'Personal' films vie
Among this year's Academy Award nominations for best picture, there are no real surprises. Most of the entries have at least a modicum of merit, and have managed to couple critical esteem with box-office clout.
Not surprisingly, the list includes a couple of self-important projects -- "All That Jazz" and "Apocalypse Now" -- but the other candidates are smaller and less portentous productions. Peter Yates's "Breaking Away" and Robert Benton's "Kramer vs. Kramer" are modest examinations of family life, while Martin Ritt's "Norma Rae"looks at the problems of a union struggle in a factory town.
If there is a trend to be noted among the five entries, it lies in the "personal" nature of each of the films. Even the gigantic "Apocalypse Now" reflects the personal, idiosyncratic reflections of director Francis Coppola on the Vietnam war. and "all That Jazz" -- a splashy musical full of songs and dances -- boils down to ta meditation on mortality by filmmaker Bob Fosse, whose personal experience apparently determined the style and content of the movie.
So far, there hasn't been much major controversy over the films on the best picture list, though I would argue that "All That Jazz" has a lot more sound and fury than constructive meaning. Indeed, most of this year's Oscar talk has focussed on films left out of the running.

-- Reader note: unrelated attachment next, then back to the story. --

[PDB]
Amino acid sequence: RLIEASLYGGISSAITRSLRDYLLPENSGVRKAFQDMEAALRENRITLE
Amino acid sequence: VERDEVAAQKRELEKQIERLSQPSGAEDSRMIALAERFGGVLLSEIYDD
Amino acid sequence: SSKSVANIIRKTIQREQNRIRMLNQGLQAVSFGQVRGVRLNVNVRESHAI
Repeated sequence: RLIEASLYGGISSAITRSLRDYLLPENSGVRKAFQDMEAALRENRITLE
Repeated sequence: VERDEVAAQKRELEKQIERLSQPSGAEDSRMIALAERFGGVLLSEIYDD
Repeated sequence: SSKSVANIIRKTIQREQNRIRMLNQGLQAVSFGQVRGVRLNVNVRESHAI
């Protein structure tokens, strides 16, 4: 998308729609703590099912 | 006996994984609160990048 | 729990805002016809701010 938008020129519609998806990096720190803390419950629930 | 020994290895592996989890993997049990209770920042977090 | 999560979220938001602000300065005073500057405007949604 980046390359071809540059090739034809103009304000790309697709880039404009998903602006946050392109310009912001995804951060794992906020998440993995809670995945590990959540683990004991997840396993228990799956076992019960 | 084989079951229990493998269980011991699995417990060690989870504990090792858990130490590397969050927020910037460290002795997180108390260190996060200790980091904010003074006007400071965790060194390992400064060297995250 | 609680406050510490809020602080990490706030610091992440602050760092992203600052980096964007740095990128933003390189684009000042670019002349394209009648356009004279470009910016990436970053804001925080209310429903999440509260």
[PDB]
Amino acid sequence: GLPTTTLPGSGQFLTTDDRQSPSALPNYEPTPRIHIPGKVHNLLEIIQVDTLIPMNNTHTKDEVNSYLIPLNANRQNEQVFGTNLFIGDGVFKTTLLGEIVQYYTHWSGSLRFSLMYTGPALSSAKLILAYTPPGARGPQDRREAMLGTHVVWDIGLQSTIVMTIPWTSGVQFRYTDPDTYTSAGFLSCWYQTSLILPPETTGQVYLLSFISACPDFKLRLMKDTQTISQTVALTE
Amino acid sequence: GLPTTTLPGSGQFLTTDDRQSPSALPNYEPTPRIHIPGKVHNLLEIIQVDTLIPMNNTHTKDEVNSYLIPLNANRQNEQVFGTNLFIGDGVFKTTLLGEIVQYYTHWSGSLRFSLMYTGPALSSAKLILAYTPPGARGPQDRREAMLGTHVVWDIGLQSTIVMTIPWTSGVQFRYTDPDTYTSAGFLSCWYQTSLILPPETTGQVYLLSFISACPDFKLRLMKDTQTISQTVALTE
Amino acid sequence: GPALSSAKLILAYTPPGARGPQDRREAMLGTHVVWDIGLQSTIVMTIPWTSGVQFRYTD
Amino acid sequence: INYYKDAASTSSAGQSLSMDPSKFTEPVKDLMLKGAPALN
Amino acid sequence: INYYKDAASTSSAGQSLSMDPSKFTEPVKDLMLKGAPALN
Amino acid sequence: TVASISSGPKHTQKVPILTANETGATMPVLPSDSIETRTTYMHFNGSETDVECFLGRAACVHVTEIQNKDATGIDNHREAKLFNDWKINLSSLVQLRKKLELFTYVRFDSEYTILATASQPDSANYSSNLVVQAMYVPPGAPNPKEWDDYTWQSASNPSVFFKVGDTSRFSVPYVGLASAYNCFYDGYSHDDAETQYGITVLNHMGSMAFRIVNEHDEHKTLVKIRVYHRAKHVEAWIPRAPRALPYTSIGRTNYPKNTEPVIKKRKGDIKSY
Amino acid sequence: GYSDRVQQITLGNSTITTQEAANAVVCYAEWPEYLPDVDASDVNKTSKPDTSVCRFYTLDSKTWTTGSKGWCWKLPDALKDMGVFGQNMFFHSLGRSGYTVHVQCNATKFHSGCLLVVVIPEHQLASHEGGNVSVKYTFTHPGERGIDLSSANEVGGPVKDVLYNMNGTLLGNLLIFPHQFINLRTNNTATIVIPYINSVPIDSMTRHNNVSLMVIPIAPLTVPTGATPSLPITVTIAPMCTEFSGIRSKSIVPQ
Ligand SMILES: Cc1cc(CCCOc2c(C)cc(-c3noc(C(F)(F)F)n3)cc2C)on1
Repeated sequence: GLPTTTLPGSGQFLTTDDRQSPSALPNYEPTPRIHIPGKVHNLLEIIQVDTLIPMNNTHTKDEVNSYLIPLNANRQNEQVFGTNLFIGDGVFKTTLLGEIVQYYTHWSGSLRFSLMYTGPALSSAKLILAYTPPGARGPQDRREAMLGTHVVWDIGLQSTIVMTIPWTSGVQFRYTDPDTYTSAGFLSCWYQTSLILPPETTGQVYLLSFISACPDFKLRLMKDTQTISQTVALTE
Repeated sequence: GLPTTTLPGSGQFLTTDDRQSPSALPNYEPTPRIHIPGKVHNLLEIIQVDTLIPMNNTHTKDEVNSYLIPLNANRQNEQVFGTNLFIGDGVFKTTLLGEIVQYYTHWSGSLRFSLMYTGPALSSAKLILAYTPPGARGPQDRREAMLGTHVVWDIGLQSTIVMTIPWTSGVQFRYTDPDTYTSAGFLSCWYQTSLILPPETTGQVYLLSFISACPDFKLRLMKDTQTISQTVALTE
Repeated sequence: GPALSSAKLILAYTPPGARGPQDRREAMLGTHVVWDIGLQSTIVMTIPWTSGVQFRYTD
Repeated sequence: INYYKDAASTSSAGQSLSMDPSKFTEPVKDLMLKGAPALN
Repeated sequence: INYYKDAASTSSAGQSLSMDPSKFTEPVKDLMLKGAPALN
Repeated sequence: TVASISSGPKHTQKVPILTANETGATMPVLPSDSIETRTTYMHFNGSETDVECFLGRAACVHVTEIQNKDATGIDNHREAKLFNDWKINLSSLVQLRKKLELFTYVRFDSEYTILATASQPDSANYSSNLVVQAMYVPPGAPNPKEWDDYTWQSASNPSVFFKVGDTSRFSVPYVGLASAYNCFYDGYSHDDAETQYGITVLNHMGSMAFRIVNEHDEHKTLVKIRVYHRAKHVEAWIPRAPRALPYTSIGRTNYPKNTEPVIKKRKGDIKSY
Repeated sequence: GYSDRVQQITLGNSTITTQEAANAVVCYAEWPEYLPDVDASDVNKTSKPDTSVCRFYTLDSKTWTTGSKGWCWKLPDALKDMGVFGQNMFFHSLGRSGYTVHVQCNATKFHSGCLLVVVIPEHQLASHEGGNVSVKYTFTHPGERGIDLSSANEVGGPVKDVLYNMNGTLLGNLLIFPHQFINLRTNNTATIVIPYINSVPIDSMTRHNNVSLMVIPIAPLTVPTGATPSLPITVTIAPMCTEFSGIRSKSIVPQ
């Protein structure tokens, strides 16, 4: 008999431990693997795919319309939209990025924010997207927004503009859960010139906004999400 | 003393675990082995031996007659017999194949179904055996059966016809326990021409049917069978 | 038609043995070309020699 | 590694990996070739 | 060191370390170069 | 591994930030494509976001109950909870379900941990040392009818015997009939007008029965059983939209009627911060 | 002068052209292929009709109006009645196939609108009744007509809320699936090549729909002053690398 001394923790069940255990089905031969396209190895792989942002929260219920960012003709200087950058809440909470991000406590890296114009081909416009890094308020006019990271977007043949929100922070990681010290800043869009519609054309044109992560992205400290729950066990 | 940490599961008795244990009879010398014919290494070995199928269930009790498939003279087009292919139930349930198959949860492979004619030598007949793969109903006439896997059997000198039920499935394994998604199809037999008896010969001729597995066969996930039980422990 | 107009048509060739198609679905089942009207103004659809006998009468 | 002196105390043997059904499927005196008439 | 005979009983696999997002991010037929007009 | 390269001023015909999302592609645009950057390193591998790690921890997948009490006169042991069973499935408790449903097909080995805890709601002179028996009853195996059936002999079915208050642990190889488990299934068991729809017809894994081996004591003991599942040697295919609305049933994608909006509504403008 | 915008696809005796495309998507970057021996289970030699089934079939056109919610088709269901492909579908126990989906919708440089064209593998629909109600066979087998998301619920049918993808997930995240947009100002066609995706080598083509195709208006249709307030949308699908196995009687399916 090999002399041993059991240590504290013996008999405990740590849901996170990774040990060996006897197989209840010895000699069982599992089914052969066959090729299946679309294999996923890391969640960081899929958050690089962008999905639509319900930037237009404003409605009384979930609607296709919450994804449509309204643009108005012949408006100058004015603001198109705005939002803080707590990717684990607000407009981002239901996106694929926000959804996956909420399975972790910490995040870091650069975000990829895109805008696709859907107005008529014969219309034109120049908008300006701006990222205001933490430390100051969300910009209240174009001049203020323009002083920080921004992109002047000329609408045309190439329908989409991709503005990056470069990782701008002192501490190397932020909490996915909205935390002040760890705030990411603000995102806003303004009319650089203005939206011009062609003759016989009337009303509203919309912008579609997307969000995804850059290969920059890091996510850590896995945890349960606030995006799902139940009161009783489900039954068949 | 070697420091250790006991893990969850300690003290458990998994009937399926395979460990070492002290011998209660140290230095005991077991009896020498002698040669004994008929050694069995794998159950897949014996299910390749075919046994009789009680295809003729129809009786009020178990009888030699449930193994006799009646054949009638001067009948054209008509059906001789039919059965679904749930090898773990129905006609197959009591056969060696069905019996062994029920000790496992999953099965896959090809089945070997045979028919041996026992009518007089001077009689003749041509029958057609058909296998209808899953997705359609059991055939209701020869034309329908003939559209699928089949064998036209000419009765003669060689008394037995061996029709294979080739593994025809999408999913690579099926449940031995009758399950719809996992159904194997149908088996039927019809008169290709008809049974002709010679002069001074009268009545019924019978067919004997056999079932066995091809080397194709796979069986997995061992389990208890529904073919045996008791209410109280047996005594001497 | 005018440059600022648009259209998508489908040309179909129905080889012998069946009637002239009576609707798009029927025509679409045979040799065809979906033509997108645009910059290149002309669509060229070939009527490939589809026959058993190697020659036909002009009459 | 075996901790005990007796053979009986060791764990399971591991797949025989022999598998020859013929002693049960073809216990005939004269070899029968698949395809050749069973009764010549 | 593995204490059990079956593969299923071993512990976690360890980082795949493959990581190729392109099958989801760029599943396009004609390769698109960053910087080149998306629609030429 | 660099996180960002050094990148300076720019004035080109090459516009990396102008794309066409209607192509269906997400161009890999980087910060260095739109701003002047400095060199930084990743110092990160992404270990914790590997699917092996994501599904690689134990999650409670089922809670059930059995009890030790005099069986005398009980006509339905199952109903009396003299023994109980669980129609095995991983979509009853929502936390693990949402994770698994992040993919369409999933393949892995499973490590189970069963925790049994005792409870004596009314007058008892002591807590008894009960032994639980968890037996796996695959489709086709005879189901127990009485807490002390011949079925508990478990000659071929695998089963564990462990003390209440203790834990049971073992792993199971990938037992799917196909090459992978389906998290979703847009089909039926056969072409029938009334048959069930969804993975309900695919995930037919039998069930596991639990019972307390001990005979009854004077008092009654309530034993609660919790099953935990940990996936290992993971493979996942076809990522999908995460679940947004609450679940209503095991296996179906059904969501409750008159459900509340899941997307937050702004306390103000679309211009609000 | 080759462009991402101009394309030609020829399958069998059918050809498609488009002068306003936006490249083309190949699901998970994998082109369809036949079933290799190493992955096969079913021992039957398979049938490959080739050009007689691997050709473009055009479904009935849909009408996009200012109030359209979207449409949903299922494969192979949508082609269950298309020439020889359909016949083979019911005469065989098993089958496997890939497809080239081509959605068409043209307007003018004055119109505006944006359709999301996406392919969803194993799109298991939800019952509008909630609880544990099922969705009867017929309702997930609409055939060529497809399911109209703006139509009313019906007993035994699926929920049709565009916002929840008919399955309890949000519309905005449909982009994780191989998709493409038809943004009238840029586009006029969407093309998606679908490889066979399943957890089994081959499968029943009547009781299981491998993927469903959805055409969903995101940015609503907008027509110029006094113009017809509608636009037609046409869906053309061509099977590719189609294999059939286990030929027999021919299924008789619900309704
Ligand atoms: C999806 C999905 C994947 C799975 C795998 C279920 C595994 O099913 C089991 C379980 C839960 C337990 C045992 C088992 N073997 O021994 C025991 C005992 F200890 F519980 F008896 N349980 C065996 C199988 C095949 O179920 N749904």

Chief among these is Woody Allen's "Manhattan." Whatever its assets or liabilities as as film, it received generally ecstatic reviews upon its release, and has outpaced all Allen's other films at the box office. Yet neither the movie itself nor Allen as director received nominations -- even though Allen's "Annie Hall" walked off with the award for 1977. Perhaps that's just the trouble: The academy may feel its honeymoon with Allen is over. And there may be lingering resentment that Allen chose not to appear in Los Angeles to pick up his "Annie" Oscar in person.
Other major pictures that might have made the list include James Bridges's "The China Syndrome," Hal Ashby's "Being There," and Sydney Pollack's "The Electric Horseman."
As for the eventual winner among those that are in the running, "apocalypse Now" may have an edge after having shared the best-picture award at the last Cannes Film Festival. Then again, European awards don't usually determine the whims of Oscar, and one of the smaller items could well walk away with the statuette. Both "Breaking Away" and "Kramer vs. Kramer" have picked up a lot of sympathy from moviegoers who see their own lives reflected therein, and the academy voters are ultimately moviegoers just like everybody else.
(Next week: best acting awards)m